I think a lot of people suffer from anxiety. To me, anxiety is a symptom of not knowing how to handle a situation and fearing the outcome of that situation. I also believe that if you have anxiety, it doesn’t really matter if it’s a little or a lot. PTSD is a severe form of anxiety. It can all be dealt with using the same techniques, which I’ll explain later in this post.

It is my belief that we were put into situations throughout our lives that were too big for us to handle without the proper skills. That’s what causes anxiety, PTSD, and other “disorders.”

Whose job is it to give us those skills?

Our parents. Before we blame them for letting us down, let’s just say that people in general do the best they can with what they know. It just so happens that most parents just don’t know how to handle every situation. If you are a parent, you know this to be true. We as adults are responsible. We can’t keep blaming our parents for everything that has happened to us.

The first step in helping you deal with anxiety is learning to breathe. In the spiritual realm, they call it meditation. For us everyday people, let’s start slow and call it Learning to Breathe.

The reason this is important is that when we are stressed, we breathe shallow. You will notice the difference once you try this technique. First, notice your shoulders. We carry a lot of stress there. Then, notice your back and neck. Now, I’ll teach you a simple breathing exercise that will help you:

Find a quiet place with no distractions. Honing this skill will help you in the middle of an anxiety spiral, but that’s for another post. Sit up straight in a comfortable spot with your legs folded up and crossed. When you inhale, you will breath through your nose slowly (4-6 seconds is recommended) while ballooning out your stomach. Pause (3 seconds is recommended). Then, exhale through your mouth slowly (6 seconds) while pulling your stomach in. Continue for 5 minutes, longer if you can. Start slow. It will help you succeed. And yes, 5 minutes will feel like an eternity at first.

The time recommendation is something to work toward. You might not be able to do it right away. The key is to focus on just your breathing and the process. When words and thoughts pop into your brain that are not about your breathing and the process, you need to flick them away and return your focus on your breathing. The purpose of that is to quiet the brain.  Don’t worry if you feel you can’t do it perfectly for 5 minutes or even 5 seconds. It takes time. Every moment that you are able to quiet the brain is a win, and that’s all that matters.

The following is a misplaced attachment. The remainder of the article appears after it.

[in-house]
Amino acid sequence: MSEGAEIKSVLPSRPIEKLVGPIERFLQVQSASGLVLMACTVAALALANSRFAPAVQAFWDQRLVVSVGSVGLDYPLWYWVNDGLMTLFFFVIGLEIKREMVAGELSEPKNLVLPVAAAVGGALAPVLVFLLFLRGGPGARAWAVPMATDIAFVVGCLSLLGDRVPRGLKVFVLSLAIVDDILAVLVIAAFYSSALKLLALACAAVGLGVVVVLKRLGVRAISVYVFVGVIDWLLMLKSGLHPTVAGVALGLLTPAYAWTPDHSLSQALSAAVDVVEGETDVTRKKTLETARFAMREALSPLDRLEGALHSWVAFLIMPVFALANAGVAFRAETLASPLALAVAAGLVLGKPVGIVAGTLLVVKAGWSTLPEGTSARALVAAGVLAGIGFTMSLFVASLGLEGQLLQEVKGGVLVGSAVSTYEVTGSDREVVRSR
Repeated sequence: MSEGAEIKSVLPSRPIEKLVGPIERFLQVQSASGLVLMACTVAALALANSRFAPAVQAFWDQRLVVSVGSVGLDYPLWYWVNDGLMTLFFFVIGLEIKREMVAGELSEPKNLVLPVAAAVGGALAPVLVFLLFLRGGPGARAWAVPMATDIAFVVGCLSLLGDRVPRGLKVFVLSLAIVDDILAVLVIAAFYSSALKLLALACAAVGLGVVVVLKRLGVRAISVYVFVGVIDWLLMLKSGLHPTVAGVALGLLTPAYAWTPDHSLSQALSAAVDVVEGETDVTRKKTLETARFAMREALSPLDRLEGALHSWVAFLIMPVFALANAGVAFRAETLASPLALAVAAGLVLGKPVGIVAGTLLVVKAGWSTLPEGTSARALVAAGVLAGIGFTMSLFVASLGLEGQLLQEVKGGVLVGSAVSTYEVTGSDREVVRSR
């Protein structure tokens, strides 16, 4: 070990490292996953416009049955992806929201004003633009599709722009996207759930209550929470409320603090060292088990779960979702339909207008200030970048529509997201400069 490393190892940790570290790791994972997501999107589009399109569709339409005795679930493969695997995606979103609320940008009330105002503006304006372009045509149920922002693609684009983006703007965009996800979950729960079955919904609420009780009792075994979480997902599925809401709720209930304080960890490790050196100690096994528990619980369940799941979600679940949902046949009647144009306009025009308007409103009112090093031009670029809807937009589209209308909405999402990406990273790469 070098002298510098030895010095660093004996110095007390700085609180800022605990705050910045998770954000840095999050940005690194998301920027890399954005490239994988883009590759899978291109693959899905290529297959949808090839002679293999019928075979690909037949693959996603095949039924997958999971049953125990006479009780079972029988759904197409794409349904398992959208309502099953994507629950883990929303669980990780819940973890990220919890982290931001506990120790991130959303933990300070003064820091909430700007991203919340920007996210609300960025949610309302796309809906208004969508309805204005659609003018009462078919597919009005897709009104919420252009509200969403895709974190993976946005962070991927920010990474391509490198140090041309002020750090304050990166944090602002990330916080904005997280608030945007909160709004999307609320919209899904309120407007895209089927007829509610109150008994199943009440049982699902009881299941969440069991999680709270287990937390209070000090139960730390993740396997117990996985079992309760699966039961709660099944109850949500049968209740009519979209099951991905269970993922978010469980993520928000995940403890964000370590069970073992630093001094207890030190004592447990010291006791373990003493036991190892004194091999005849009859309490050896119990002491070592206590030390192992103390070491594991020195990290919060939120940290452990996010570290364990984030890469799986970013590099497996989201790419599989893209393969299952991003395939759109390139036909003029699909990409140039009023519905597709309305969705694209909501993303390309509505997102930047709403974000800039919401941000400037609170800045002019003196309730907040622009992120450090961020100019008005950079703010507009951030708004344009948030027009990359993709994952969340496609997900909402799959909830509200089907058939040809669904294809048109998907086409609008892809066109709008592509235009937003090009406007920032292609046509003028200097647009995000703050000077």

After doing a few minutes of this, check your shoulders, back, and neck. How do you feel? Does it feel like a tiny bit of weight has lifted?

I believe that this technique should be done at least once a day. It will help you in the next step of dealing with anxiety, which I’ll do in a later post.


Most of us have been through a lot in our lives, some more than others. Some people develop anxiety or PTSD. Some deal with abuse, traumas, and shame. Others deal with guilt, fear, depression, and even suicidal thoughts. Some deal with all of the above. I have dealt with all the above, except suicidal thoughts.

I learned how to deal with my traumas, abuse, and depression in my early twenties. Something still didn’t feel quite right. I didn’t feel at peace. I still carried around anxiety, fear, and shame. Then, my husband’s unit was activated and sent to Iraq. The year long deployment created a boiling point for my anxiety. The fear of him dying a horrific and painful death plagued my every thought. Thankfully, he returned unscathed and whole. What resulted for me was symptoms of PTSD. I believe I had it all along, but I just didn’t know about it. The only way I figured it out was the packet my husband was given about PTSD when he returned from Iraq. It listed possible symptoms, many of which I had.

Because I handled my traumas in the past, I was able to focus on just the symptoms of PTSD making it more manageable. I have gained a tremendous amount of knowledge on how to deal with traumas, anxiety, and PTSD. The techniques I’ve learned has helped me become a stronger mother, which prepared me to raise a child who has ADHD with Oppositional Defiance Disorder and anxiety.

I’m hoping with this blog I can help teach anyone dealing with these issues to heal and find peace too.